Tall Bike Tour

(Zenga Bros, 2015, 11″)The Zenga Bros are exploring creativity, society and mainstream media. They have their own idea about this; “Be yourself, but only weirder.” Through Tall bikes they express their feelings towards society. A truly creative family showing life can be lived outside the box and this is way more fun then a “normal” life. Not an adventure film in the traditional sense of the word but in a way of living. Take your television, drag it behind your bike and go explore the boundaries of creativity!

Do you know some great adventure films as well? Let me know in the comments or on Facebook!



Walking tasusiyt: the long road to the Barrage du souss

I’m lost. The only thing I see are thorn bushes for kilometers on end. In the distance the long shape of a mosque, an indication that i’m not too far away from society. But nothing more. I look at the sun but can’t make anything of that. How can I lose track of the river?

Sometimes an adventurous journey is a real adventure. Sometimes nothing happens. We tend to forget this; the long kilometers of black asphalt, cars passing by, the dredge only broken by a honking horn or a passing donkey packed with weeds. A day where actually nothing happens, until something happens. Because on an adventure the little things are the most important.

The long asphalt stretches it’s black tongue in front of me, mostly I don’t even see the end. I know it’s just 20 kilometers more. A walk of four hours, but I calculate six. At these moments my mind wanders, it wanders from left to right, from the tip of the iceberg all the way to the bottom of the ocean. Good ideas come up, stupid jokes that make me grin and past experiences with friends or family. As the ticking of my walking sticks indicates the ticking of the clock and the passing of kilometers the sun flies more towards the west. I hit the end of the road and put up my tent at an orange orchard. The voice from the mosque tells me it’s time for an evening prayer. Time for dinner.

During the night my phone bleeps and indicates it’s empty. For the next day I apparently don’t have a GPS, but I’ve made a drawing from the map; this way I should be able to find my way to the base of the Souss river, the Barrange du Souss. I have found my way before with my own maps, but it seems my “map drawing skills” were a little out of date. The map is simple; I just have to follow the river, pass a bigger road, follow a little more river and then hit the road towards the Barrage. 20 maybe 30 kilometers, I could make it! After walking in the base of the river for an hour or two I decide to go for the edge. The boulders and the sand in the river make the going too slow. After an hour I have no more clue where the edge ends and the Moroccon wasteland begins. Thorn bushes everywhere and no shade to hide from the scorching sun. I can see for kilometers on end. There is nothing. Only bushes, sand, boulders and the occasional crossing turtle, who asked what i’m doing there. I know when we are lost we have the tendency to walk in circles, so I look for a higher point in front of me and just walk that way. When I stop i feel my head getting dizzy. I have to keep going. Finally I find a cactus with a little shade. It might not be such a good idea to lay under it, but it’s the only shade I find.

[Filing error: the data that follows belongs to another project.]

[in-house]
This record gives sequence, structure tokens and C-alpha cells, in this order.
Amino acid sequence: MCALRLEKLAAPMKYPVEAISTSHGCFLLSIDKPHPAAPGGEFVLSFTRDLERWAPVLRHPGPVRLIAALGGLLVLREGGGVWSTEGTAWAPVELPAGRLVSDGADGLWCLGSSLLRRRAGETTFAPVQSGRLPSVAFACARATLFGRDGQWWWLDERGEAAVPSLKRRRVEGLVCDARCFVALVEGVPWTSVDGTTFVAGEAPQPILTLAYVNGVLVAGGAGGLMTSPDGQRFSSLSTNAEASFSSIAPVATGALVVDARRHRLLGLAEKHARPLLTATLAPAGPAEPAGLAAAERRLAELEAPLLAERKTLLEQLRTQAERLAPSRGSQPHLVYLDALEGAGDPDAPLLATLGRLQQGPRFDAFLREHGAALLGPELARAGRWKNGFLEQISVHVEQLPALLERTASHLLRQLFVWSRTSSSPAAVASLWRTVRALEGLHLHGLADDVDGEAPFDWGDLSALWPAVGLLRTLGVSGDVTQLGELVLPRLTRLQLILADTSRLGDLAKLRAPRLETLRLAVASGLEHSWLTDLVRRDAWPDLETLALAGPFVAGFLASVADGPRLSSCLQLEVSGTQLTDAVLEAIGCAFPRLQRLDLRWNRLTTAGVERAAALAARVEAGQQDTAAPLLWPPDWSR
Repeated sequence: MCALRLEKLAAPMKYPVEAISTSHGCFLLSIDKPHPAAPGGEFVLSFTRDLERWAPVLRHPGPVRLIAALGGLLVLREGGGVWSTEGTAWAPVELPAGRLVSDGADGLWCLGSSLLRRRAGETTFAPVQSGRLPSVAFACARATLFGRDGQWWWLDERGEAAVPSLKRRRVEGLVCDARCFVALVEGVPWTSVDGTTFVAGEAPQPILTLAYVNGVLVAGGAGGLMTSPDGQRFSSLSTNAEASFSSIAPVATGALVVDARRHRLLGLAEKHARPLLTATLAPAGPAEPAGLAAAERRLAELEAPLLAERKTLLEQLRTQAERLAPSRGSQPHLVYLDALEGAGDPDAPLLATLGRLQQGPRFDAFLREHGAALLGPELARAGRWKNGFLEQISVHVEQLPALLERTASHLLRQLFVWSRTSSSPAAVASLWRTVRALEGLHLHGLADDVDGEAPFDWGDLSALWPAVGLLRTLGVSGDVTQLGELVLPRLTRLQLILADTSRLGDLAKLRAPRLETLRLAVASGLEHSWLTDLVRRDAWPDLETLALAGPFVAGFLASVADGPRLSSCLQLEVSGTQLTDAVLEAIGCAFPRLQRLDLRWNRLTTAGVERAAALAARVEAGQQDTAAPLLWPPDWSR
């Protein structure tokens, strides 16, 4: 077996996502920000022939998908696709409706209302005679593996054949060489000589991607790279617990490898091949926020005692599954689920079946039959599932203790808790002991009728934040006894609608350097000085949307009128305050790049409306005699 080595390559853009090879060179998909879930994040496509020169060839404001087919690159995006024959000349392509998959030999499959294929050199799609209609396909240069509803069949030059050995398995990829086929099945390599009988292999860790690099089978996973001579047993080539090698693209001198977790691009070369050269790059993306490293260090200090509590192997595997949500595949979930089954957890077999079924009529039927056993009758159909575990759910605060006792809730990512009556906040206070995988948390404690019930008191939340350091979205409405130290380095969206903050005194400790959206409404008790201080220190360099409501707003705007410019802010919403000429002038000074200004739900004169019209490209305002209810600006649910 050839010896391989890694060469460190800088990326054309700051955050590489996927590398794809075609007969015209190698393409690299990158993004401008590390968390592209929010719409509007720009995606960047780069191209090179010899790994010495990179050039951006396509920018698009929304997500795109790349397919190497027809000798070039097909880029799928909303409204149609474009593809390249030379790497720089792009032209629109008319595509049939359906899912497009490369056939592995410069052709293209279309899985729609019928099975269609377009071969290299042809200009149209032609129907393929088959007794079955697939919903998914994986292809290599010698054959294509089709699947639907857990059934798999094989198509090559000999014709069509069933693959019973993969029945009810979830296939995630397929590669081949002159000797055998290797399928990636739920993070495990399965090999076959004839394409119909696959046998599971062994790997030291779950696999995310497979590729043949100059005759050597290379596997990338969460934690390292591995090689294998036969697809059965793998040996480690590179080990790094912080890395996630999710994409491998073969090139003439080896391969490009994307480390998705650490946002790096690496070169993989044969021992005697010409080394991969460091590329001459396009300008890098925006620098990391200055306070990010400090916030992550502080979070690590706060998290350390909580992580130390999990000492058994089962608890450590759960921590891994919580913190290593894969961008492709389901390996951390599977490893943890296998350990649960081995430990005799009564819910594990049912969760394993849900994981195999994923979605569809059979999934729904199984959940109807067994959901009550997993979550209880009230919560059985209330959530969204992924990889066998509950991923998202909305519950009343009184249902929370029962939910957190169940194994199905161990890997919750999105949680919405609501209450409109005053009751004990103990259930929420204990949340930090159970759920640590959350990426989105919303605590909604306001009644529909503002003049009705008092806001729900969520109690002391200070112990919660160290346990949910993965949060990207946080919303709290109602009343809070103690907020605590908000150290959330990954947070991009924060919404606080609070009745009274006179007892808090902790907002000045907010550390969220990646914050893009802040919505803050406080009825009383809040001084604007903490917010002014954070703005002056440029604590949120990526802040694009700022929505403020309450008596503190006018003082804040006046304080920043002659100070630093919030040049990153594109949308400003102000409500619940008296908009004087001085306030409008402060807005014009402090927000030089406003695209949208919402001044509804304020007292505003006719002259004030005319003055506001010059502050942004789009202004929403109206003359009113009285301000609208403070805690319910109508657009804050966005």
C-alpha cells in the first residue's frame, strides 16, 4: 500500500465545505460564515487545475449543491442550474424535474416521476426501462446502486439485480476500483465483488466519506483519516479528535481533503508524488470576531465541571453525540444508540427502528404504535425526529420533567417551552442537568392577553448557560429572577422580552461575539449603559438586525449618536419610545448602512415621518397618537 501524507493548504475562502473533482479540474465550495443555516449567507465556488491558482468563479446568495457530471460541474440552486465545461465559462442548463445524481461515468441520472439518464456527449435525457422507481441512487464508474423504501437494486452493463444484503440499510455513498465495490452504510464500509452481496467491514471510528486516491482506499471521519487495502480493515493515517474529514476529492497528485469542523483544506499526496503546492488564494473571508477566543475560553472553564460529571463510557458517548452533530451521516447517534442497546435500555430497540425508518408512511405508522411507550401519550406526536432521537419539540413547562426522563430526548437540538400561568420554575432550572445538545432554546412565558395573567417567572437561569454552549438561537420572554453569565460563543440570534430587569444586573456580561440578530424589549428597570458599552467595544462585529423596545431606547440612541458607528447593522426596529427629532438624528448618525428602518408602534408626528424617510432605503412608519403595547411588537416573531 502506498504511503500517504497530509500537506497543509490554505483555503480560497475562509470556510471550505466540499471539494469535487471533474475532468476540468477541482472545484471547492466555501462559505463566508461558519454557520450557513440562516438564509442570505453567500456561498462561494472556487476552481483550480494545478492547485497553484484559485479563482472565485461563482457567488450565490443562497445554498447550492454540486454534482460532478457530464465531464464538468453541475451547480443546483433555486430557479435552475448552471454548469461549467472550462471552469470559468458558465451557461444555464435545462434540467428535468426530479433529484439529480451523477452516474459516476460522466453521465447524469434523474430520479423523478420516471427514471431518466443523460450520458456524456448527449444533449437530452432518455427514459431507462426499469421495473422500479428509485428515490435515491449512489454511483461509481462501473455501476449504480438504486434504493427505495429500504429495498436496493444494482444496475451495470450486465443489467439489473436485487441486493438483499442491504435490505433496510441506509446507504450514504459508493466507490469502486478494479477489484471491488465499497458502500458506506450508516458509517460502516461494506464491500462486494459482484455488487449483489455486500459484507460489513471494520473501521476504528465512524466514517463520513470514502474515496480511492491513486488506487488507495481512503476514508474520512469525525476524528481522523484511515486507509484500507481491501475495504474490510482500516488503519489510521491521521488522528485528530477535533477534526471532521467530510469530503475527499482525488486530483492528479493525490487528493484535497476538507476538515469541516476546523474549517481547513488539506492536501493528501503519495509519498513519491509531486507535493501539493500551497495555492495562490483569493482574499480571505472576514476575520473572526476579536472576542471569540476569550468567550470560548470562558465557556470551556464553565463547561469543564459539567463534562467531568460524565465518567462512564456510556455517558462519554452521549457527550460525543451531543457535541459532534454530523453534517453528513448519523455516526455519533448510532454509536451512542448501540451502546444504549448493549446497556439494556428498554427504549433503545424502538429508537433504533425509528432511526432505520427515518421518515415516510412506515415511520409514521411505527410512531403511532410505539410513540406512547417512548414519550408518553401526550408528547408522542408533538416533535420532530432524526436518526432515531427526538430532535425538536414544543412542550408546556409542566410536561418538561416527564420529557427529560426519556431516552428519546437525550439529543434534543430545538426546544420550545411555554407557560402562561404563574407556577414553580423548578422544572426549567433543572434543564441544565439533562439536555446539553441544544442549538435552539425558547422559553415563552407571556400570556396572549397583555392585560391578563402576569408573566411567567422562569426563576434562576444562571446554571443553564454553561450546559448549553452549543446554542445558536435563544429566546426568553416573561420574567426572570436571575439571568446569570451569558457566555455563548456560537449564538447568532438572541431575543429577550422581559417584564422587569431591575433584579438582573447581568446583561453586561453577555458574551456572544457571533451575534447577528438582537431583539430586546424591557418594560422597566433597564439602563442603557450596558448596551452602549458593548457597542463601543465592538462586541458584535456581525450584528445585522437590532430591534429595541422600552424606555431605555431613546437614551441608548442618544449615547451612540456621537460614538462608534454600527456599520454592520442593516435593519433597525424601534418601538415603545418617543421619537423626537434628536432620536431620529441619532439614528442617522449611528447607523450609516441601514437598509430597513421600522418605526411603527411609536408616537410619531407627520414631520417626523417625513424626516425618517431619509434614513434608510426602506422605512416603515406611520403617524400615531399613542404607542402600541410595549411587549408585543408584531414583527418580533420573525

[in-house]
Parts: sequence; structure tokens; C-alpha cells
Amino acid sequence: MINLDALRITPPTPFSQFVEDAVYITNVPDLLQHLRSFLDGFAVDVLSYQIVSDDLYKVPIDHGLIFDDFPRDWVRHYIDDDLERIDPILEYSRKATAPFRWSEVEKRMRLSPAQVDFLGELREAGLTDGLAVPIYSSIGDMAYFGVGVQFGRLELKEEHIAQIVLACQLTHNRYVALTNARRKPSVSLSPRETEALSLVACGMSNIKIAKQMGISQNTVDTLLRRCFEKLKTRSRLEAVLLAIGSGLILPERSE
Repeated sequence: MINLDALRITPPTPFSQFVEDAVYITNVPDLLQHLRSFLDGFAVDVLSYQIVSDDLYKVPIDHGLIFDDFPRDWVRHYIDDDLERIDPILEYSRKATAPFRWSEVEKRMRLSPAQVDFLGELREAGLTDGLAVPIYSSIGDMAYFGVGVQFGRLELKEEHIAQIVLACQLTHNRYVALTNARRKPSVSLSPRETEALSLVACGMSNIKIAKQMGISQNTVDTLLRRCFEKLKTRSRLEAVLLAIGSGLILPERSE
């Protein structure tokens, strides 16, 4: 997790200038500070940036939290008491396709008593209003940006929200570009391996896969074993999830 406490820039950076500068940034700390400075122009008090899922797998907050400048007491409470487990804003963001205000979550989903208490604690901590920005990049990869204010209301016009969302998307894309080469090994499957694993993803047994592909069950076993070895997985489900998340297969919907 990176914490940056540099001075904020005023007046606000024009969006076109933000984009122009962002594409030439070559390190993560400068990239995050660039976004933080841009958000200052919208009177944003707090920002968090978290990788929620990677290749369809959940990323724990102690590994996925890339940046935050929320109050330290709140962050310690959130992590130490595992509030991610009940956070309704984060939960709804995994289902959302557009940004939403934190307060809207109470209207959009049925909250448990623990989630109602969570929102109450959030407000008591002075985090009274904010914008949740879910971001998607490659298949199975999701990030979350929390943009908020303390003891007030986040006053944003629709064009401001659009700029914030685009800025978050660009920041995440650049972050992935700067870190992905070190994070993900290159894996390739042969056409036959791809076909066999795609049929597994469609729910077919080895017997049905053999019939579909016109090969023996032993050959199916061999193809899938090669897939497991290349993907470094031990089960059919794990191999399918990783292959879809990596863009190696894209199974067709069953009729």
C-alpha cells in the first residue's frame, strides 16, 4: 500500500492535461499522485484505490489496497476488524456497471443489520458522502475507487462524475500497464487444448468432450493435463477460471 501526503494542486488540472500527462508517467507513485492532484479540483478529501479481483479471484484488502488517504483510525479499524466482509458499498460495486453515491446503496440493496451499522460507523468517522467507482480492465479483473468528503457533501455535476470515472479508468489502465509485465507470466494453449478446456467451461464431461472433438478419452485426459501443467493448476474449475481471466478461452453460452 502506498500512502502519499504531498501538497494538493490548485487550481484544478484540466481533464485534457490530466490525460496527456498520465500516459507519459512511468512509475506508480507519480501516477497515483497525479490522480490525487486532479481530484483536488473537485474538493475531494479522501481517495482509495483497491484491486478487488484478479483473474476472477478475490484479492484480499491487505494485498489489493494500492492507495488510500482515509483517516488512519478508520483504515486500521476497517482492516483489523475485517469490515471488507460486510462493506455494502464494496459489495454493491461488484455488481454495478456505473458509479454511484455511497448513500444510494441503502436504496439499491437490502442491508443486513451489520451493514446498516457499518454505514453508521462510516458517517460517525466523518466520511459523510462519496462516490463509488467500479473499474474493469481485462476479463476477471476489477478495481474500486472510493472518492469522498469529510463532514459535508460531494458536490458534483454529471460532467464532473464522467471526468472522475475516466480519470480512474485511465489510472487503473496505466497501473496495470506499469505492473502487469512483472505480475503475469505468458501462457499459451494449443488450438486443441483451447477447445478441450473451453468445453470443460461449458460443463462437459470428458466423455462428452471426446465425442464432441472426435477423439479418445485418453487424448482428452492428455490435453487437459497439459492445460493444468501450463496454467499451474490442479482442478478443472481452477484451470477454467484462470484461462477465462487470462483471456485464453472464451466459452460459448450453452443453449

Finally I find my old friend the river again, I’m happy to see him. I recharge my phone at a little store in a village and go on my way towards the last kilometers. When I see the first streams water in little rivers next to the path I know I’m getting close. I follow the flow and see how the sides of the river get more and more green. Lush vegitation instead of dried up clay. I walk through nameless villages until I reach the town of Oulouz. Here I treat myself for a tea with a big omelette. The locals in the store are fascinated by my story, and I’m fascinated by theirs. We exchange experiences, smiles and end up talking about soccer. Barcelona or Real Madrid? I get the omelette and tea for free. Just a little sign of Moroccan hospitality.

Im going uphill towards the Barrage, and when I finally reach it I’m happy but tired. I sit down and enjoy the view and strong winds blowing shapes into the water. I’ve made it; I nearly walked the entire length of the Souss river. Except for the 14 kilometers I hitchhiked towards Taroudant my feet took me all the way from Agadir to Aoulouz and the Barrage. I think of all the people I met; the lonely young sheepherder who stalked me for most of the trip with weird whatsapp messages, the girl who wanted to be an English teacher and her father who owned a little store giving her an opportunity to go to school. The countless women who were hidden inside the houses but made me tea. They have not seen my smile their tea gave me. The farmer who gave me two kilo’s of oranges or the little kid who wanted to throw a rock towards me because I didn’t give him money. The shared laughs, countless hands and all the types of beautiful handshakes I’ve came across. And the countless sardines I’ve eaten. Maybe next month will be a sardine-less month.